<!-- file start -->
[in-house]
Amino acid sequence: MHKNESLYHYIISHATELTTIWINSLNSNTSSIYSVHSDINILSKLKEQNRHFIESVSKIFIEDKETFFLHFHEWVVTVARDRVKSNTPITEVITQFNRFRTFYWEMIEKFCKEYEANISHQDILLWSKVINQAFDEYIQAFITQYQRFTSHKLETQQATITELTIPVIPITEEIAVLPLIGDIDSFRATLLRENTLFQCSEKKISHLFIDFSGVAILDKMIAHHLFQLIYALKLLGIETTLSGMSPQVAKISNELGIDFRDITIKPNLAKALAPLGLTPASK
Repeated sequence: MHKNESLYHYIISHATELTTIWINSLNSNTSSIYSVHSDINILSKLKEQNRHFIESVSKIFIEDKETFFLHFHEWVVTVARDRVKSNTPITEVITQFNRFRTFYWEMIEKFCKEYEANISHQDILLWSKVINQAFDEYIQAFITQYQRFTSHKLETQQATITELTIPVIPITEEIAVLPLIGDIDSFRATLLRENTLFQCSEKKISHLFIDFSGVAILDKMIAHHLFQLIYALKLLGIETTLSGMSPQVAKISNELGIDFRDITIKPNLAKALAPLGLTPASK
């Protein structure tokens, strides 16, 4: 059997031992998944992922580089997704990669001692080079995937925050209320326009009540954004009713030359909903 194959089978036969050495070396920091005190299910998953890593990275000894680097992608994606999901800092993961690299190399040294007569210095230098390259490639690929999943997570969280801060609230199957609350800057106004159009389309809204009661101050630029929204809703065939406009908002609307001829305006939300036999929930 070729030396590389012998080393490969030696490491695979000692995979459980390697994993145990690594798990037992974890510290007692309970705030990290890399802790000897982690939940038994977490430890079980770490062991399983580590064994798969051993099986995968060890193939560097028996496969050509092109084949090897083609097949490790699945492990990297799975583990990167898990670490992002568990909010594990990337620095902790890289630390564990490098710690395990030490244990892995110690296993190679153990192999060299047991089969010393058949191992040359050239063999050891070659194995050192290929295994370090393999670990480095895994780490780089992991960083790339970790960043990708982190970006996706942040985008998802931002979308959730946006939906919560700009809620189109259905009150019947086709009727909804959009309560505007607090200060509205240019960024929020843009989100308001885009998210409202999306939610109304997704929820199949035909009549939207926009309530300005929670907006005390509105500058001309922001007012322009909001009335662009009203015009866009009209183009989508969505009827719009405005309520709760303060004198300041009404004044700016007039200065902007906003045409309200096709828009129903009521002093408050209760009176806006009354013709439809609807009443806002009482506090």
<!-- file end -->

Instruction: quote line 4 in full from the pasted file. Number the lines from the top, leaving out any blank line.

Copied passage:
């Protein structure tokens, strides 16, 4: 059997031992998944992922580089997704990669001692080079995937925050209320326009009540954004009713030359909903 194959089978036969050495070396920091005190299910998953890593990275000894680097992608994606999901800092993961690299190399040294007569210095230098390259490639690929999943997570969280801060609230199957609350800057106004159009389309809204009661101050630029929204809703065939406009908002609307001829305006939300036999929930 070729030396590389012998080393490969030696490491695979000692995979459980390697994993145990690594798990037992974890510290007692309970705030990290890399802790000897982690939940038994977490430890079980770490062991399983580590064994798969051993099986995968060890193939560097028996496969050509092109084949090897083609097949490790699945492990990297799975583990990167898990670490992002568990909010594990990337620095902790890289630390564990490098710690395990030490244990892995110690296993190679153990192999060299047991089969010393058949191992040359050239063999050891070659194995050192290929295994370090393999670990480095895994780490780089992991960083790339970790960043990708982190970006996706942040985008998802931002979308959730946006939906919560700009809620189109259905009150019947086709009727909804959009309560505007607090200060509205240019960024929020843009989100308001885009998210409202999306939610109304997704929820199949035909009549939207926009309530300005929670907006005390509105500058001309922001007012322009909001009335662009009203015009866009009209183009989508969505009827719009405005309520709760303060004198300041009404004044700016007039200065902007906003045409309200096709828009129903009521002093408050209760009176806006009354013709439809609807009443806002009482506090």